Source: Bank of Canada

Picture Source: Financial Post

Major Policy Change – another day, another mortgage change…and this one’s BIG!

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While the details are still trickling in, the Office of the Superintendent of Financial Institutions (OSFI) has once again used its powers to tighten mortgage qualification rules.  These changes could be effective as early as today for some lenders, but no later than January 1, 2018 and will impact anyone looking to purchase or refinance a home with 20% or more down payment or equity – i.e., a lot of people.

We will continue to monitor this closely as the various banks and lenders issue their responses/implementation dates and guidelines.  We hope you find the below helpful, and we are available at any time to discuss any specific or general questions or scenarios you may have.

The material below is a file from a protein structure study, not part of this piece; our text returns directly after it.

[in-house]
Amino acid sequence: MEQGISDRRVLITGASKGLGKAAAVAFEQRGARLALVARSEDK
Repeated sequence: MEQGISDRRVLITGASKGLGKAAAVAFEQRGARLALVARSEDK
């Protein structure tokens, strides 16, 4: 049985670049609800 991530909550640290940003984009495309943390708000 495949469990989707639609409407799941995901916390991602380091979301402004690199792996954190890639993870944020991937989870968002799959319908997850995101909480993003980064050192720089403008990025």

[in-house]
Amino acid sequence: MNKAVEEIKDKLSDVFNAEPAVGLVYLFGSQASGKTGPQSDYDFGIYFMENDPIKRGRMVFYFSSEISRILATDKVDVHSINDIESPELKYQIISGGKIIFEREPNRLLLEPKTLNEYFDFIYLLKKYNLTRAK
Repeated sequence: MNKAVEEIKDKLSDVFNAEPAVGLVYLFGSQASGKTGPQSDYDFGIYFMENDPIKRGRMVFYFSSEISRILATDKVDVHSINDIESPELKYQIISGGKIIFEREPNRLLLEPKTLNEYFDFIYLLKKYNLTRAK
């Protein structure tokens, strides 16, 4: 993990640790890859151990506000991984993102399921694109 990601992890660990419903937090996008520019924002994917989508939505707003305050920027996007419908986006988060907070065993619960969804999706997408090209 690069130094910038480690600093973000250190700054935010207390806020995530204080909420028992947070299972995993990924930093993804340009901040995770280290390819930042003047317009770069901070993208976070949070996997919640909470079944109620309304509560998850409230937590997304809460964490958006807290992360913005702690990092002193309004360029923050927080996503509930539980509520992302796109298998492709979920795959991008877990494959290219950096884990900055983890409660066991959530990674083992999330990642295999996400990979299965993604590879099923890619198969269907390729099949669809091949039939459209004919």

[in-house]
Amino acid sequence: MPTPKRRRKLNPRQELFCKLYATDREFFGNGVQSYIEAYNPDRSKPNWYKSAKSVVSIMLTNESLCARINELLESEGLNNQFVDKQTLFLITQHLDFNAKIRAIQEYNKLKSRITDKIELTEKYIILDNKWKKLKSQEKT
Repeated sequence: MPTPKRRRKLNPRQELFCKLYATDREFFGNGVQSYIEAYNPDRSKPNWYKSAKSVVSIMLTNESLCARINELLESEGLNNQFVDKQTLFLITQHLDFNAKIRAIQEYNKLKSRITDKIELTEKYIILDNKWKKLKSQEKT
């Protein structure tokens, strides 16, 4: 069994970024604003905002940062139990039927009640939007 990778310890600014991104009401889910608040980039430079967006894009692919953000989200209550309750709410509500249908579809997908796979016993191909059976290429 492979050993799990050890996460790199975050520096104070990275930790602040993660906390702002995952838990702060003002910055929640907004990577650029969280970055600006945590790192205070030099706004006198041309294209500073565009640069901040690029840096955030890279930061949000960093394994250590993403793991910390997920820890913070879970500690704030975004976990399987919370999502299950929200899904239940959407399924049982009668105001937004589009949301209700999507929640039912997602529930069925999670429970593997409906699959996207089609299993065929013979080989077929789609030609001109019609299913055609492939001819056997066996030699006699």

What’s Changing?

While a number of changes were announced today, the most significant is with respect to setting a new minimum qualifying rate, or “stress test” for uninsured mortgages (i.e., mortgages with 20% or more down payment).

As a recap, currently if you have 20% or more for a down payment and you select a 5-year fixed mortgage term, you can qualify for a maximum mortgage using your actual monthly payment in the calculations.  A typical 5-yr fixed bank rate is around 3.24% right now, which is called the “contract rate” or “actual rate”.  Going forward, while your actual mortgage payment would still be based on your contract rate, you would need to qualify using a much higher monthly mortgage payment based on the new “stress test” rate requirement which is the HIGHER of:

  • The 5-yr benchmark rate published by the Bank of Canada (currently 4.89%), or
  • The contract rate plus 2.0% (i.e., if the contract rate is 3.24% the qualifying rate would be 5.24%)